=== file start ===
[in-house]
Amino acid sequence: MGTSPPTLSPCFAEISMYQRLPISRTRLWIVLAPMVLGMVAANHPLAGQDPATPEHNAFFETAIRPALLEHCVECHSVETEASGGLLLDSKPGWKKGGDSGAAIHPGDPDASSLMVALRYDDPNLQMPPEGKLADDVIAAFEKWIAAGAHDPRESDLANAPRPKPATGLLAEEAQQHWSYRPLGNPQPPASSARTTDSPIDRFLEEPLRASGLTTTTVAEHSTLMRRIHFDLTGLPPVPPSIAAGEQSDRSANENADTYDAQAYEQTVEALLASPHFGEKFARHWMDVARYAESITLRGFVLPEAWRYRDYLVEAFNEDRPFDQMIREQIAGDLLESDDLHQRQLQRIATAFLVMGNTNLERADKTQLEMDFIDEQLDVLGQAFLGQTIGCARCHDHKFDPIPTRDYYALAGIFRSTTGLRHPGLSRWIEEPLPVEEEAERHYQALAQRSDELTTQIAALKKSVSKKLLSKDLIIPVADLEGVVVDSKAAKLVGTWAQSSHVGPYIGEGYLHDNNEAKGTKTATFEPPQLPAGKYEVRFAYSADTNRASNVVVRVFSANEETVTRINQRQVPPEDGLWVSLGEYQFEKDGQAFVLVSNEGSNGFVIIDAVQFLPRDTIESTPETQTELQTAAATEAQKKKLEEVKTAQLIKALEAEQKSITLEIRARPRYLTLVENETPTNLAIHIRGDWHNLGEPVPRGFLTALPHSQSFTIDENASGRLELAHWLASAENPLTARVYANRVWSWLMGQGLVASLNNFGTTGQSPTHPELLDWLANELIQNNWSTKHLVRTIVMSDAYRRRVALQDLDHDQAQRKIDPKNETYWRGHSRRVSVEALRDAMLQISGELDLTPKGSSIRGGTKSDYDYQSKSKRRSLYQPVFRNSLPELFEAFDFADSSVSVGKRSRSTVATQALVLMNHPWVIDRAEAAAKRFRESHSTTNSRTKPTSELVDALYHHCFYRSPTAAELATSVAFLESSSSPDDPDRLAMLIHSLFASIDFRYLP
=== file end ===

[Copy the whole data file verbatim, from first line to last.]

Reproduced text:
[in-house]
Amino acid sequence: MGTSPPTLSPCFAEISMYQRLPISRTRLWIVLAPMVLGMVAANHPLAGQDPATPEHNAFFETAIRPALLEHCVECHSVETEASGGLLLDSKPGWKKGGDSGAAIHPGDPDASSLMVALRYDDPNLQMPPEGKLADDVIAAFEKWIAAGAHDPRESDLANAPRPKPATGLLAEEAQQHWSYRPLGNPQPPASSARTTDSPIDRFLEEPLRASGLTTTTVAEHSTLMRRIHFDLTGLPPVPPSIAAGEQSDRSANENADTYDAQAYEQTVEALLASPHFGEKFARHWMDVARYAESITLRGFVLPEAWRYRDYLVEAFNEDRPFDQMIREQIAGDLLESDDLHQRQLQRIATAFLVMGNTNLERADKTQLEMDFIDEQLDVLGQAFLGQTIGCARCHDHKFDPIPTRDYYALAGIFRSTTGLRHPGLSRWIEEPLPVEEEAERHYQALAQRSDELTTQIAALKKSVSKKLLSKDLIIPVADLEGVVVDSKAAKLVGTWAQSSHVGPYIGEGYLHDNNEAKGTKTATFEPPQLPAGKYEVRFAYSADTNRASNVVVRVFSANEETVTRINQRQVPPEDGLWVSLGEYQFEKDGQAFVLVSNEGSNGFVIIDAVQFLPRDTIESTPETQTELQTAAATEAQKKKLEEVKTAQLIKALEAEQKSITLEIRARPRYLTLVENETPTNLAIHIRGDWHNLGEPVPRGFLTALPHSQSFTIDENASGRLELAHWLASAENPLTARVYANRVWSWLMGQGLVASLNNFGTTGQSPTHPELLDWLANELIQNNWSTKHLVRTIVMSDAYRRRVALQDLDHDQAQRKIDPKNETYWRGHSRRVSVEALRDAMLQISGELDLTPKGSSIRGGTKSDYDYQSKSKRRSLYQPVFRNSLPELFEAFDFADSSVSVGKRSRSTVATQALVLMNHPWVIDRAEAAAKRFRESHSTTNSRTKPTSELVDALYHHCFYRSPTAAELATSVAFLESSSSPDDPDRLAMLIHSLFASIDFRYLP